Smither v. United States, 108 F. Supp. 772 (S.D. Tex. 1952)

US District Court for the Southern District of Texas - 108 F. Supp. 772 (S.D. Tex. 1952)
May 16, 1952

108 F. Supp. 772 (1952)


Civ. A. No. 5866.

United States District Court S. D. Texas, Houston Division.

May 16, 1952.

Baker, Botts, Andrews & Parish, Robert Jewett, Houston, Tex., for plaintiff.

Brian S. Odem, U. S. Atty., and Wm. R. Eckhardt, Houston, Tex., for defendant.

CONNALLY, District Judge.

This action is one to recover income taxes alleged by the plaintiff to have been illegally assessed and collected for the calendar years 1944 and 1945. It presents the question as to whether the income from property, which is held by a fiduciary who is likewise a beneficiary, is taxable to the estate, or to the fiduciary personally as the actual and beneficial owner. Most of the facts are stipulated, and I refer to the stipulation and its exhibits for a complete statement of fact.

W. L. Smither, the decedent whose estate is in issue, died testate July 15, 1920. His will, prepared and executed in 1909, was duly offered and admitted to probate. By the terms thereof, Mr. Smither devised to his widow, the plaintiff here, "so long as she lives and remains my widow", all of his property "to be used by her for her own support, maintenance, comfort and enjoyment, and for the support, maintenance, education, comfort, and enjoyment of" their children; "said property, however, to be subject to the control and management of the executors of this will as hereinafter provided for". (Emphasis added.) Succeeding paragraphs of the will provide for the manner of distribution of the estate in the event of Mrs. Smither's remarriage, or upon her death without having remarried, etc. The will appointed the decedent's two brothers and the plaintiff as executors, invested them with wide discretionary powers incident to the management of the estate, and empowered the *773 executors to expend such part of the income and to invade the corpus of said estate for the support, maintenance, comfort and pleasure of Mrs. Smither and of the children "as in the discretion of my said executors may appear to be proper or desirable". Control of the executors was to continue until the death of Mrs. Smither, or in the event of her death or remarriage during the minority of the children, then until they became of age.

The plaintiff and all of the children survive, and the plaintiff has not remarried.

The named executors qualified and entered upon their duties. They continued to serve until the death of the first brother in 1929, and the death of the second brother in 1934. There is no provision in the will for the appointment of additional or substitute executors, and no application has been made for a court appointment. Since 1934, the plaintiff has served as the sole surviving executor.

In the years in question, income from the properties of the estate was not necessary for the support, maintenance, comfort or pleasure of either Mrs. Smither or the children, and none of such income was spent by her for such purpose. An income tax return reflecting such income was prepared by the estate, as a trust estate, and the tax paid under Sec. 161(a) and (b) of the Internal Revenue Code, 26 U.S.C.A. § 161(a, b). The Government contends that it was taxable to Mrs. Smither personally, basing such contention on two propositions: first, that the will created no trust; that the executors were intended by the testator to serve as executors only and not as trustees; that title to the property passed to the beneficiaries (including plaintiff Mrs. Smither, as holder of a life estate), and hence the income was taxable to her under Section 22(a) of the Internal Revenue Code, 26 U.S.C.A. § 22(a), as income from her own property; or, second, that if in fact a trust was created under terms of the will, Mrs. Smither as sole trustee during the years in question had unlimited discretion to expend all or any part of the income for her own purposes, and hence the income should be taxable to her under Corliss v. Bowers, 281 U.S. 376, 50 S. Ct. 336, 74 L. Ed. 916; Mallinckrodt v. Nunan, 8 Cir., 146 F.2d 1; Grant v. Commissioner, 5 Cir., 174 F.2d 891, and similar cases.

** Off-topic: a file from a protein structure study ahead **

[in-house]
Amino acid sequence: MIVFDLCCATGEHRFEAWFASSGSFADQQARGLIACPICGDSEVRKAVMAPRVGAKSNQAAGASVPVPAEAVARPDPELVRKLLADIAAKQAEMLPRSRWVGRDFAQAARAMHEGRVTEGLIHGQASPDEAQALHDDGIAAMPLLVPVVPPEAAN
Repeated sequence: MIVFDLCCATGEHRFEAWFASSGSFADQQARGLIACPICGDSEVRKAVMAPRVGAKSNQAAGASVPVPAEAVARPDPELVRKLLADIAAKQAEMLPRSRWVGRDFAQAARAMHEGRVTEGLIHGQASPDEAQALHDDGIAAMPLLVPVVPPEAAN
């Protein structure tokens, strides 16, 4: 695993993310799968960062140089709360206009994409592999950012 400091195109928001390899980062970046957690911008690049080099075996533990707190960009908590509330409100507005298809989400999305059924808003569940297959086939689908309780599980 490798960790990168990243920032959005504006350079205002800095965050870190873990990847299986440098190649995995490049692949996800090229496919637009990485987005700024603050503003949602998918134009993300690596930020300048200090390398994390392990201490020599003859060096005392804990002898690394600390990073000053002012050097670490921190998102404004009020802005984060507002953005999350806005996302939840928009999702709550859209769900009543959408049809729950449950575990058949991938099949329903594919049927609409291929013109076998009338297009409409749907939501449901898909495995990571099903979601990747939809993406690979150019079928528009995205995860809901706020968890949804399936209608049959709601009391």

Placing a contrary interpretation upon the will as to both points, the plaintiff contends a trust in fact was intended by the testator and created by the will; and that the control of the plaintiff, even though serving as sole trustee by reason of the death of her co-trustees, was subject to well recognized and enforceable rights of the children as additional beneficiaries, and that plaintiff had no such unfettered control of the income as to bring her case within the holding of cited authorities.

On the first question, the intention of the testator as expressed by terms of the will must control. From an examination of the instrument from its four corners, I am of the opinion that the testator intended that a trust relationship should arise, and that in fact a trust was created. His purpose appears to have been not alone to provide for the orderly winding up of his business affairs, payment of debts, and distribution of assets to his devisees, but likewise to provide for the long-time management of his business and assets with income to be devoted to the maintenance and well-being of his wife during the remainder of her lifetime and to his children during their minority. The powers which he delegated to his executors exceed those with which as independent executors they would have been vested under the Texas statute, Ch. 11, Art. 3426, et seq., Vernon's Ann.Civ.St., and were to be exercised over a longer period of time than normally would be required for the administration of such an estate. The broad discretion with which the testator clothed his executors extended not only to his business affairs but to those more tender and personal matters, as the support and welfare of the testator's wife and infant children. All this smacks of the trust, rather than solely the executor relationship.